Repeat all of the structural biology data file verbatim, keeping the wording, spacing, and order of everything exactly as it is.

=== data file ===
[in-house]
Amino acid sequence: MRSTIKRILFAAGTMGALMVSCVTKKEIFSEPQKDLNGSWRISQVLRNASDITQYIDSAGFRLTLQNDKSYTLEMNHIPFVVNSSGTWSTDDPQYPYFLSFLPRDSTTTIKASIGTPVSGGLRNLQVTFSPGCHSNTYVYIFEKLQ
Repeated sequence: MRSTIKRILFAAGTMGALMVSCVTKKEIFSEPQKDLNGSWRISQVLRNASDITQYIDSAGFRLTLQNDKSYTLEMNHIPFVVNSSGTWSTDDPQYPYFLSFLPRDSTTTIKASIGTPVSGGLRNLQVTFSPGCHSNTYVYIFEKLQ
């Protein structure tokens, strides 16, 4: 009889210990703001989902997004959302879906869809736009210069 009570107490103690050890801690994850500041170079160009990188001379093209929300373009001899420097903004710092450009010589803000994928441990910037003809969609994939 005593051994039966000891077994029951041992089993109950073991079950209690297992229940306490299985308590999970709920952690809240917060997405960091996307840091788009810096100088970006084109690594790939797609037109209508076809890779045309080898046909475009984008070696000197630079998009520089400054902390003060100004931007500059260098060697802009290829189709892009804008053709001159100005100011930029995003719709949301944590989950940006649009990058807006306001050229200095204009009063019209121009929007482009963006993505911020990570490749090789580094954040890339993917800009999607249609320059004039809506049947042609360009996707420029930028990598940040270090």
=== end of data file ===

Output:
[in-house]
Amino acid sequence: MRSTIKRILFAAGTMGALMVSCVTKKEIFSEPQKDLNGSWRISQVLRNASDITQYIDSAGFRLTLQNDKSYTLEMNHIPFVVNSSGTWSTDDPQYPYFLSFLPRDSTTTIKASIGTPVSGGLRNLQVTFSPGCHSNTYVYIFEKLQ
Repeated sequence: MRSTIKRILFAAGTMGALMVSCVTKKEIFSEPQKDLNGSWRISQVLRNASDITQYIDSAGFRLTLQNDKSYTLEMNHIPFVVNSSGTWSTDDPQYPYFLSFLPRDSTTTIKASIGTPVSGGLRNLQVTFSPGCHSNTYVYIFEKLQ
């Protein structure tokens, strides 16, 4: 009889210990703001989902997004959302879906869809736009210069 009570107490103690050890801690994850500041170079160009990188001379093209929300373009001899420097903004710092450009010589803000994928441990910037003809969609994939 005593051994039966000891077994029951041992089993109950073991079950209690297992229940306490299985308590999970709920952690809240917060997405960091996307840091788009810096100088970006084109690594790939797609037109209508076809890779045309080898046909475009984008070696000197630079998009520089400054902390003060100004931007500059260098060697802009290829189709892009804008053709001159100005100011930029995003719709949301944590989950940006649009990058807006306001050229200095204009009063019209121009929007482009963006993505911020990570490749090789580094954040890339993917800009999607249609320059004039809506049947042609360009996707420029930028990598940040270090």